Of course that is not what we said, but they understood us perfectly and said, sen en OK? So, basically, for 1,000 yen, they prepared it for us.
Before we could even take nice pictures of our catch for this blog, the chef had sashimi prepared for us already. He was THAT quick.
I kinda get where the Sea Pineapple got its name, Sea Squirt, from. When Sea Pineapple met Knife, the slightest pressure applied on it made it squirt water out in a rather disturbing way.
It has been said that Hoya (Sea Pineapple) has a really strong fishy taste that is an acquired taste. I’d beg to differ that it is actually a textural thing, rather than a taste thing. The Hoya had a slimy texture (Not in a disgusting way, but some non-Asians may find it disturbing) that was soft, yet slightly crunchy and yielding to the teeth.
It tasted slightly of the sea, with a pleasant seafoody tone, not unlike that of super fresh oysters. However, I was taken aback by a ‘green’ taste in the background. It took several tastings to figure out that this taste was similar to watermelon’s rind. Ever eaten watermelon and your teeth gouged out a bit of the green rind along with the red flesh? It tasted just like that. Could it have been the cucumber slices? A quick lick confirmed that it was not that. Could this be the real taste of Hoya?
To the plain eye, this above would look like cuttlefish sashimi, but it is actually Geoduck. This was the ‘phallic’ end of the Geoduck, its comical looking, oversized siphon that is bound to bring giggles to disturbed minds.
Now, once we get past the innuendo and presumptions that eating this will ‘make a guy strong’, the Geoduck’s siphon is actually used to suck in plankton and pump out wastes. They dig down into the seabed and poke their siphons out to feed.
The sashimi was served with a citrusy ponzu sauce with a bit of chilli paste in place of wasabi. This boldly flavoured sauce covered the strong fishy taste of the Geoduck. Texturally, it was like cuttlefish, chewey yet short in texture. Tastewise, it was very strong, ‘gamey’ in a fishy kind of way. I guess fishiness is the word to describe it, but it is not the ‘bad fishiness’ we associate with seafood past its prime. Its just strong. This was not one of my favourite things to eat, but there’s always a first for everything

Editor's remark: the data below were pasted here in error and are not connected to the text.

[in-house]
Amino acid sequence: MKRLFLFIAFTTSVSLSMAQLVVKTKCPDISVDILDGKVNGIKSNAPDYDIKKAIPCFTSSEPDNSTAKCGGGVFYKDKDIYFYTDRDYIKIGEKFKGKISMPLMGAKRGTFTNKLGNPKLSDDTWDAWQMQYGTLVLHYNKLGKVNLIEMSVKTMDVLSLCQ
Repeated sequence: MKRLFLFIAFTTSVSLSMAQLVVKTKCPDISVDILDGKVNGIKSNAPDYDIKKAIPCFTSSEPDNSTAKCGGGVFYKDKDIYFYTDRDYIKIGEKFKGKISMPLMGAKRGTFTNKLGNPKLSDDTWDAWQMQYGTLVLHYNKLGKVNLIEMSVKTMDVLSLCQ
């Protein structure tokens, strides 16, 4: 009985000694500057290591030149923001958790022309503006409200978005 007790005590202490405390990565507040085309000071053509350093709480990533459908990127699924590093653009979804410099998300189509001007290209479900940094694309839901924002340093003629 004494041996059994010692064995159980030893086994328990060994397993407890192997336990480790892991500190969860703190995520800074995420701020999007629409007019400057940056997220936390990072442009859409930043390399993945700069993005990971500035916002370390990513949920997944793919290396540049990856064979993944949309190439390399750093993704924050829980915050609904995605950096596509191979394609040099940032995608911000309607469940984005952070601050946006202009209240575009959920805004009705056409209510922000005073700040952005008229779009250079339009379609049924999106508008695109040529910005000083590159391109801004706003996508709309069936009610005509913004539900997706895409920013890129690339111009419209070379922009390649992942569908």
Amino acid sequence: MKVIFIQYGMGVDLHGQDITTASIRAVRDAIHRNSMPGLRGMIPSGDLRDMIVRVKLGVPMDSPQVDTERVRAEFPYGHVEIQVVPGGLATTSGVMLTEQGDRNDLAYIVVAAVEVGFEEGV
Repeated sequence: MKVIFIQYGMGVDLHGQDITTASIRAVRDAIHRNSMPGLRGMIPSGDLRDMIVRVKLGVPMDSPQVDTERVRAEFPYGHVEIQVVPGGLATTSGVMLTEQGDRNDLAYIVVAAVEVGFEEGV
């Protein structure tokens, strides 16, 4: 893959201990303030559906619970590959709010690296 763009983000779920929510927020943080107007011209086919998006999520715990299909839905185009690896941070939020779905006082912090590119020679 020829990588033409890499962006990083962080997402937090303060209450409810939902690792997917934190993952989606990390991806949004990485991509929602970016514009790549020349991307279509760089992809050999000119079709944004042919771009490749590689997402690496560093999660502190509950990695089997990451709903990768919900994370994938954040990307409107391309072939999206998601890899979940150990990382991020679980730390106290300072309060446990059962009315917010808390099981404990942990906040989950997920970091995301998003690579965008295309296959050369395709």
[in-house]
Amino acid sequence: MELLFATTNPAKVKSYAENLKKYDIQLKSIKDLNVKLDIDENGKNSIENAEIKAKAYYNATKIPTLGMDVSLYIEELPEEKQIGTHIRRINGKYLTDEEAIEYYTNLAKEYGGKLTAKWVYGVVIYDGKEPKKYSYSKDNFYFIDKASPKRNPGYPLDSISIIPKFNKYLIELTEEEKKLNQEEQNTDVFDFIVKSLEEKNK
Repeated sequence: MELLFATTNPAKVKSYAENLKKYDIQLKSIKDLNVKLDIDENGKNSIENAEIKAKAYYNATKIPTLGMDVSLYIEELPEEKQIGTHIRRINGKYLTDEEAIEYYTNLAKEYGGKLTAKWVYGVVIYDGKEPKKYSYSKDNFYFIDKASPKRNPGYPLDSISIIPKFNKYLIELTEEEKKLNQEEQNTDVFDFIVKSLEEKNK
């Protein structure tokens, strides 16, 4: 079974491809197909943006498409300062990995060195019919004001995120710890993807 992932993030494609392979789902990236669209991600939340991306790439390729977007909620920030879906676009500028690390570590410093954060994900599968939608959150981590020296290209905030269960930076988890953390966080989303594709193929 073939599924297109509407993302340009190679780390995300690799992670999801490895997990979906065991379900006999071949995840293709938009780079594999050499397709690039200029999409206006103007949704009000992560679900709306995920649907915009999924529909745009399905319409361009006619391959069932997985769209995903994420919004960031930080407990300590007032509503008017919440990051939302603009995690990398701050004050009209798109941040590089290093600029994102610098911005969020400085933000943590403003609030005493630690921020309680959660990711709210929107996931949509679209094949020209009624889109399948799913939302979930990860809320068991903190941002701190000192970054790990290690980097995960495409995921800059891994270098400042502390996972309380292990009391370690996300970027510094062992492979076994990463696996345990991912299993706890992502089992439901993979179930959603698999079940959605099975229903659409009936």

Unperturbed and with our curiosities piqued, my eyes wandered down their sushi showcase and found another delectable ‘in-season’ morsel of goodness.
My eyes fell upon the smooth, milky white mass of deliciousness. Shirako. Fish roe is highly prized in many cultures and for the Cod fish and Japanese, the female roe (Tarako) is not as highly prized as Shirako.
Yes, you guessed it, I had cod sperm in my mouth. This, hands down was the best thing that I ate in the past year, easily trumping Percebes and some unidentified weird textured reef fish local only to Alicante.
Silky smooth, meltingly tender more so than uni and with a creamy taste that escapes description. Not a hint of fish or seafood, just pure, unadulterated pleasure, with the chives, nori and sweet chilli sauce providing the perfect counterpoint, heightening the taste experience.
We ordered more of it.
This, for me, is Japanese food in a nutshell. Seasonal ingredients served simply yet still providing pleasures beyond expectations.
I have eaten Cod Sperm and I cannot get enough of it. There, I’ve said it. Laugh all you want, for those who have tasted the ‘light’, will be nodding in agreement that life will not be the same after tasting Shirako.